fbpx skip to Main Content

November in the Shady Garden


I took a break from my computer on Sunday and surveyed my garden.  Although I live in the inner suburbs, I am on a lot with many mature, native trees.  We get some nice golden fall color from the tulip poplars, and pignut hickories, but the oaks just mostly turn brown.  I have some Japanese Maples in pots on the deck, and they will color up nicely with some oranges and reds.  They’ve been in the same pots for about 15 years, by the way, and never repotted.  Great container plants.  The hostas are also a nice golden color; it hasn’t been cold enough yet for them to turn to mush.

November is the time to end summer and anticipate winter.  I have to check the gutters and keep them clean.  Keeping water away from the foundation reduces those basement moisture issues, and the best way to do that is make sure that the water actually goes down the downspout instead of overflowing the gutters.

I’ve taken the water hyacinths out of my backyard pond and thrown them onto the compost pile, and covered the pond with bird netting to keep the leaves out. I use lengths of two-inch-diameter pvc pipe laid from one side of the pond to the other in a criss-crossed grid, and lay the netting over it, to help keep it out of the water.  I have so many leaves that once the season is nearly over, I take the bird netting off and replace it with a heavier shade cloth for the winter.  This is the same material that we use for shading greenhouses, and it can be bought online.

I like it because it doesn’t rip and it doesn’t stretch as much as the bird netting, so it’s easier to keep out of the water.  It comes with grommets, so you can attach ropes to the grommets, and use tent pegs to anchor the ropes.  When I’m done, it looks like a trampoline with a wet surprise after the first jump. The shade cloth or netting isn’t that obvious at this time of year, and it helps keep the predators from getting at the goldfish.  This is especially helpful in the spring, when there is no leaf cover and the reflection from the water is like a neon sign to the Great Blue Herons flashing “Eat My Fish.”

shade-cloth-covered-pondpond covered with shade cloth as leaf barrier

Because my shade lawn (which is pretty small) is pathetic most of the year, I’ve put down some lawn fertilizer and Espoma Organic Weed Preventer, which is corn gluten, and which also acts as a lawn food.  This is in the front yard; it literally only takes thirty seconds to mow the back—the rest is a network of pathways between the trees. I actually don’t care much about the lawn, but my wife threatens to hire a lawn service to do a makeover.  I explain that this is the height of vanity, and that ultimately big trees and green grass are incompatible, but I don’t get very far.  Note that under Maryland law, November 15th is the cutoff date in the fall for applying lawn fertilizer.  This is to reduce runoff of fertilizer into storm sewers and eventually the Bay, which is in all of our best interest.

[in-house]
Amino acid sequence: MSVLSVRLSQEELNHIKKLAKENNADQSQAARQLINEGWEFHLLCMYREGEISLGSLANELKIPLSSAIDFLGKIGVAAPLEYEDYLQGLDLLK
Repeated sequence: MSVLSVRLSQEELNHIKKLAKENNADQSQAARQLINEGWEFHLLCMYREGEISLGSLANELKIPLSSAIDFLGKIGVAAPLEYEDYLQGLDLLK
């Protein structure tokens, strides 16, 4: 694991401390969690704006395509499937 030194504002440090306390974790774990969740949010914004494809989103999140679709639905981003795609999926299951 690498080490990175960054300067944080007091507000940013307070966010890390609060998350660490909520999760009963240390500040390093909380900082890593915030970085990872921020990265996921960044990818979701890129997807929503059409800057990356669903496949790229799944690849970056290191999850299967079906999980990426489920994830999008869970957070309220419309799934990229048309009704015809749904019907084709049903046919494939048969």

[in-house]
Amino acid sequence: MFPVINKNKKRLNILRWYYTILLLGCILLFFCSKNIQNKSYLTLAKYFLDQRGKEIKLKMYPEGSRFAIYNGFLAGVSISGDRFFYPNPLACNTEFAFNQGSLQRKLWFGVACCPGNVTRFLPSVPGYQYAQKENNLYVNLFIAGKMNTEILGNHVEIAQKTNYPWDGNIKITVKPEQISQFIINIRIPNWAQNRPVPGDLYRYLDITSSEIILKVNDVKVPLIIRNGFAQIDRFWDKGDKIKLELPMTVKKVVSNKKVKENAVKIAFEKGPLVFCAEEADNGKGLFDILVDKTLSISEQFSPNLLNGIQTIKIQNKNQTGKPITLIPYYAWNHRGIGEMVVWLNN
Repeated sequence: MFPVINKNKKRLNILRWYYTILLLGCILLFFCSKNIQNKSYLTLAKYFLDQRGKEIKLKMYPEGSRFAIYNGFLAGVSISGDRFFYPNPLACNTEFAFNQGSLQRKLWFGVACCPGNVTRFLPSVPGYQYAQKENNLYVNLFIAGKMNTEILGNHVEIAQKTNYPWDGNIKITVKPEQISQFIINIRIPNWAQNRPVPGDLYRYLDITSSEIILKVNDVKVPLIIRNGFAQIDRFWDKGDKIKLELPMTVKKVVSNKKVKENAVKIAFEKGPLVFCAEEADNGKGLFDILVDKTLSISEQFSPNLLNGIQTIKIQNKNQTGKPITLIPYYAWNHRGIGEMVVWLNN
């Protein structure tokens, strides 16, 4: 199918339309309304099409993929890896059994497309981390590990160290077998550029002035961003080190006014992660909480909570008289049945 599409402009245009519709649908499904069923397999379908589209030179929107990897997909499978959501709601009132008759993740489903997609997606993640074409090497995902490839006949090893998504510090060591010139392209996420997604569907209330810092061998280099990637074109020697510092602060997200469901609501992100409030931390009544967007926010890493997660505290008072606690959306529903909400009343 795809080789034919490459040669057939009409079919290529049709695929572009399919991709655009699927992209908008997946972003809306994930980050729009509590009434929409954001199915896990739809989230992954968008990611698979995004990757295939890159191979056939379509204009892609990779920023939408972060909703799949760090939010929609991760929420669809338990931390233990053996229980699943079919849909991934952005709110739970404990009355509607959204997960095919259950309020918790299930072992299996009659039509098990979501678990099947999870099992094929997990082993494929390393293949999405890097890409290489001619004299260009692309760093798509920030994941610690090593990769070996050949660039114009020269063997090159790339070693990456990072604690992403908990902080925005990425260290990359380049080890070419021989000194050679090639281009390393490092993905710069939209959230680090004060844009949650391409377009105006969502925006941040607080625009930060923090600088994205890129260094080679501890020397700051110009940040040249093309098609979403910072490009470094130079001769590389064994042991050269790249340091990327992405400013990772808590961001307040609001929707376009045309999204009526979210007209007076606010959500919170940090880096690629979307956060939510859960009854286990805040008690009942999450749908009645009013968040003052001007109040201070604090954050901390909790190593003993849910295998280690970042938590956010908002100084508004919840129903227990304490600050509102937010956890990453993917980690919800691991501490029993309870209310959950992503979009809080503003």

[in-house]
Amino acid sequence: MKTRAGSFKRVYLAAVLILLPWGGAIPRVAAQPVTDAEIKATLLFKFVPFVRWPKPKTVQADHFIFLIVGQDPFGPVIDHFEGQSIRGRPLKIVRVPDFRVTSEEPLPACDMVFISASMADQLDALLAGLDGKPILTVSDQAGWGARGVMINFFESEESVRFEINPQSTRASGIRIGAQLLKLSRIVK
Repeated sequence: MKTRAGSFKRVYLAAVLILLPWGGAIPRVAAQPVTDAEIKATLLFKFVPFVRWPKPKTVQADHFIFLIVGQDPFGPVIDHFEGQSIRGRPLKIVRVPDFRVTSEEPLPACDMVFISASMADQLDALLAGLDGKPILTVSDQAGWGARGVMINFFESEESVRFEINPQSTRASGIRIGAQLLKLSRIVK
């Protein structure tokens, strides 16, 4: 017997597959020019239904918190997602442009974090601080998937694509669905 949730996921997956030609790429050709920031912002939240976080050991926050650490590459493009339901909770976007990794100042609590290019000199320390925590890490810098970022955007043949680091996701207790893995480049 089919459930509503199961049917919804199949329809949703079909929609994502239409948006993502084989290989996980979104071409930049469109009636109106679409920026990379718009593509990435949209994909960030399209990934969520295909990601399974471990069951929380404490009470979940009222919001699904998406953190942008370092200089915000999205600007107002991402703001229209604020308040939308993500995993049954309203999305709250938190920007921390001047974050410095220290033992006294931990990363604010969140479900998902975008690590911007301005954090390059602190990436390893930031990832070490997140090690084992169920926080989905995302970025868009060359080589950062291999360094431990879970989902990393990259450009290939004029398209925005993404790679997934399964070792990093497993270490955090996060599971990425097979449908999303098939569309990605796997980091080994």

I have some large, empty Turkish terra cotta pots, which I have scattered around the back yard as accents. I bring up to the house so that they thoroughly dry out, and cover them with a tarp for the winter.  Terra cotta will scale (that is, big chunks fall off the side of the pot) when it freezes and thaws because the pots are porous and contain water; or they may crack, and I want to prevent that.  Some ceramic pots are frost proof, others, especially thinner pots, will crack in the winter. Remember that if the pot actually contains plants and is being watered going into winter, that when the water in the soil freezes and turns to ice, it expands. If the pot is thick enough to withstand the expansion, the soil expands upward; if it’s thin, it cracks instead.  (This is my interpretation of what’s going on, without any confirming research).  When you buy your pottery, the salesperson should be able to tell you if it’s frost-proof.

As the leaves begin to fall, decide on a place for a compost pile. There’s no need to bag them or drag your leaves to the curb.  If you pile them, they will for the most part decay by this time next year, especially if you turn them over once in awhile.  Then you’ve got good compost to use for mulching or planting in time for the next pile.  I’m good at the piling part, not so good at the using. I’ve got this little mounded area growing in the back, which may eventually be a very short sled run.

If you have any asters or goldenrods or Joe Pye Weed, they should be in seed by now and maybe even scattering.  They are all vigorous self-seeders, so I would suggest that you cut them back to about 6 inches in height, and bag the cuttings, and take them to the curb.  Unless you want them coming up all over the place, like in your fancy deep green lawn.

by Larry Hurley, Behnke horticulturist

Larry Hurley, perennials specialist for Behnke Nurseries (now retired), started with Behnke’s in1984. Larry enjoys travel, food and photography. He and his wife Carolyn have visited Australia, New Zealand, Thailand, Brazil, South Korea and much of Europe. Their home is on a shady lot where a lot of perennials have met their Maker over the years.

This Post Has 0 Comments

Leave a Reply

Your email address will not be published.

Back To Top